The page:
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  • Only if you can print.
    Authored by: james_sorenson on Jul 06, '02 11:59:14AM

    It's nice that you'll be able to select text after this trick, but you can only do it if the PDF file allows print permissions. Otherwise, you'll never get the print dialog to begin with. I have a couple military FM documents that disable both the text-select and the print feature.



    [ Reply to This | # ]
    Only if you can print.
    Authored by: jcanepa on Jul 08, '02 02:37:27PM

    The print permission you refer to is ignored in Preview.app.



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    Other method
    Authored by: benfsmith on Jul 08, '02 10:34:32PM

    I've been doing this for years. Print to .ps file ->distill to PDF. This still works. I asked a member of the acrobat team about this at Print '01 in Chicago. He said that it would be fixed with Acrobat 5. I only have the reader. Has anyone tried this with a file that has definitely been created with Acrobat 5x? (exporting to PDF from other apps doesn't count)



    [ Reply to This | # ]
    I don't think so
    Authored by: robgbne on Jul 10, '02 10:01:36AM

    The DCMA (as far as I know) is not the issue here. What is at issue is copyright, which exists on the intellectual property, not the digital image of the file. Printing to PDF does not defeat the file encryption anyway, it simply turns the print file into a PDF instead of a printer image (or Postscript file) - that's why it's so big. Heck, in OS X the file is conveted to a form of PDF for display (say Aqua).

    The only reason to lock PDFs is to stop unintentional modification. There are many ways of modifying digital files before they are printed so that an altered file, when printed, looks like an original. You can only trust digital files that have used proper encryption and encrypted hash values to guarantee they are unaltered. You can't trust a printed version of a digital file - as a last resort you can always scan it back in and use OCR to convert it to text, modify it, then print it out.

    Copyright is only breached if you re-publish the work - in part or in full - either singularly or as reproductions. Of course you can publish parts in a review or educational context, but only with proper acknowledgement of the original author.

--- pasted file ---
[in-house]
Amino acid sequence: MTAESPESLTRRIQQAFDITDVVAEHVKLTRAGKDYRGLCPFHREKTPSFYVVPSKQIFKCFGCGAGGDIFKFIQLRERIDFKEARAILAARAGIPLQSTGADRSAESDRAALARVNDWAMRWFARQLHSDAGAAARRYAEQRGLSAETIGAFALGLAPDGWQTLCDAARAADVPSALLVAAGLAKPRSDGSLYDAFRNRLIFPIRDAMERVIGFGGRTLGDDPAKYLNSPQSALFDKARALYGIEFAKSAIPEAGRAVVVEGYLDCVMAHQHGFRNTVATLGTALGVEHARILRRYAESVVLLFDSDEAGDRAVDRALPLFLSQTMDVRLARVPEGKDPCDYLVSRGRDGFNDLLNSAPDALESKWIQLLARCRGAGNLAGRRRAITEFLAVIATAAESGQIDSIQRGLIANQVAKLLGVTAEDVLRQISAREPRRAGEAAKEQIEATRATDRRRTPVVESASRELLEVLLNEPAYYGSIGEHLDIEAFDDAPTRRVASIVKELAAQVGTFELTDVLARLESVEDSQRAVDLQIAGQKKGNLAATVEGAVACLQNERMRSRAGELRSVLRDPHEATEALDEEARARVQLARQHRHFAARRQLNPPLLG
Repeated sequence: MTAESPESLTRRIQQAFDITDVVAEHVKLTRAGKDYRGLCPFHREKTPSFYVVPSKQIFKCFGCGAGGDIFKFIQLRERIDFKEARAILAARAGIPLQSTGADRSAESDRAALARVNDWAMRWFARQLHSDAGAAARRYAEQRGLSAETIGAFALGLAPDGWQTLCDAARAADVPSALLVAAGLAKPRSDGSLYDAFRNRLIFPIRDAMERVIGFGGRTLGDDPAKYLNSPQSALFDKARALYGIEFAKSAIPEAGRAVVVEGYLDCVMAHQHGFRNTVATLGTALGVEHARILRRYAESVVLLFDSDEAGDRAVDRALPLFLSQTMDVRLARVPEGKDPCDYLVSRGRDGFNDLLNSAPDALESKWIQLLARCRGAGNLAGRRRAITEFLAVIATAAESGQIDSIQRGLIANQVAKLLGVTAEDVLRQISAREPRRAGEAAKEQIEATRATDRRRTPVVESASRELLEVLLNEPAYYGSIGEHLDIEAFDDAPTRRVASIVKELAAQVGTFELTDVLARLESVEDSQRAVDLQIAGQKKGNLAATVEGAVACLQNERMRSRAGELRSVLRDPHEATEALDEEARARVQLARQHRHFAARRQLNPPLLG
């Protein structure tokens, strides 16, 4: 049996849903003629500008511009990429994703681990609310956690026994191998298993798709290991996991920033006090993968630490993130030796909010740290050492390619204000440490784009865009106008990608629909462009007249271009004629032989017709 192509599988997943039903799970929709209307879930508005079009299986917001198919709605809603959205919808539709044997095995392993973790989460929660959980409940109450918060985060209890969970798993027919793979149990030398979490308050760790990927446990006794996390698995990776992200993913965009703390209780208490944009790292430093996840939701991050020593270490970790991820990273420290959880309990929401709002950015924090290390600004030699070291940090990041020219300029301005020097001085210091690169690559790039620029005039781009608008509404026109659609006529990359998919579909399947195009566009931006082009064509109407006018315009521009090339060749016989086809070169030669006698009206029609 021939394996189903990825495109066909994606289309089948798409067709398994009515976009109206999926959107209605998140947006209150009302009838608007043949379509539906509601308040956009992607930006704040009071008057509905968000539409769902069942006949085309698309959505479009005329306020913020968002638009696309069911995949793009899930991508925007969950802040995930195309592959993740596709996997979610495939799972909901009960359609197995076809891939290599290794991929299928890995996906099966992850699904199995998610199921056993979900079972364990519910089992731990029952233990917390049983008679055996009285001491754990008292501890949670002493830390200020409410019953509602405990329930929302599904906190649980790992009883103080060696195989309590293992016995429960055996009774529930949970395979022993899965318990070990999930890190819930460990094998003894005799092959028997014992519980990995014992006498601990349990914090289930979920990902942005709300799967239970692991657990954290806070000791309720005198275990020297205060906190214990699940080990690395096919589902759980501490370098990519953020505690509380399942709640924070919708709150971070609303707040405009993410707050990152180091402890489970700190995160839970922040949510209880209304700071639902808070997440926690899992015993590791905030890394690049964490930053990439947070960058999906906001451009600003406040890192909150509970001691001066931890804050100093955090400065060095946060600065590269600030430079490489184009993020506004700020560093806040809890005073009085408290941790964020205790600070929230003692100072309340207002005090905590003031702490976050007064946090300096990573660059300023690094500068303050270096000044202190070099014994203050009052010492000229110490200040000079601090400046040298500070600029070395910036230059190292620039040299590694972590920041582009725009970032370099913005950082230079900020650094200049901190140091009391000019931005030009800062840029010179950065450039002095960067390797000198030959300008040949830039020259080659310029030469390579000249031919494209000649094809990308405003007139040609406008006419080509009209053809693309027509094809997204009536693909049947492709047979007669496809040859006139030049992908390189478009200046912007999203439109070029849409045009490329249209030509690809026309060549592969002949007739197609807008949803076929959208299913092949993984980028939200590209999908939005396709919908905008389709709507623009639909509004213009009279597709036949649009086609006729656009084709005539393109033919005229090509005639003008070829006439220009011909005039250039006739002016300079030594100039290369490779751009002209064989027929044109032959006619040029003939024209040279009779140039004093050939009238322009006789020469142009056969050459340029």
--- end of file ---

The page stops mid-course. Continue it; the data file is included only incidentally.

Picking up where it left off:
[ Reply to This | # ]
    One legitimate use
    Authored by: Han Solo on Jul 10, '02 03:11:34PM

    In order to save trees and weight, I often want to print duplexed two-up (i.e. four document pages on a single printer page, two per side) versions of downloaded PDF copies of journal articles. These are for my own use, so I am well within the "fair use" provision of copyright law to do so. However, since they are images of print journal pages, they "natively" print with incredibly large margins and small text in my 4-to-1 scheme. A way around this is to "trim" the margins in Acrobat (not Reader, obviously) and print the trimmed version (sometimes at a >100% print scaling). With locked files, one cannot trim the margins. To regain legibility, a trick like the one mentioned here works to create an "unlocked" version that I can trim and then print as above with reasonable margins and text sizes.



    [ Reply to This | # ]
    Unprotect protected PDF files
    Authored by: mfripp on May 11, '09 02:34:19AM

    The newer versions of Preview (at least OS X 10.5, and maybe earlier) respect the "do not print without a password" setting in PDF files, so the hint above won't work for them. However, it is possible to create a completely unprotected version of any PDF file using ghostscript. A command like this should work:

    gs -sOutputFile=MyNewFile.pdf -sDEVICE=pdfwrite -dNOPAUSE -dbatch -q MyProtectedFile.pdf

    You may need to type "quit" at the command prompt after gs finishes processing the file.

    I can't remember whether ghostscript came with OS X or whether I installed it from somewhere...



    [ Reply to This | # ]
    Unprotect protected PDF files
    Authored by: wireface on Jan 14, '11 05:10:41PM

    This is a great hint, thank you, it saved me a lot of time when no printer was in sight.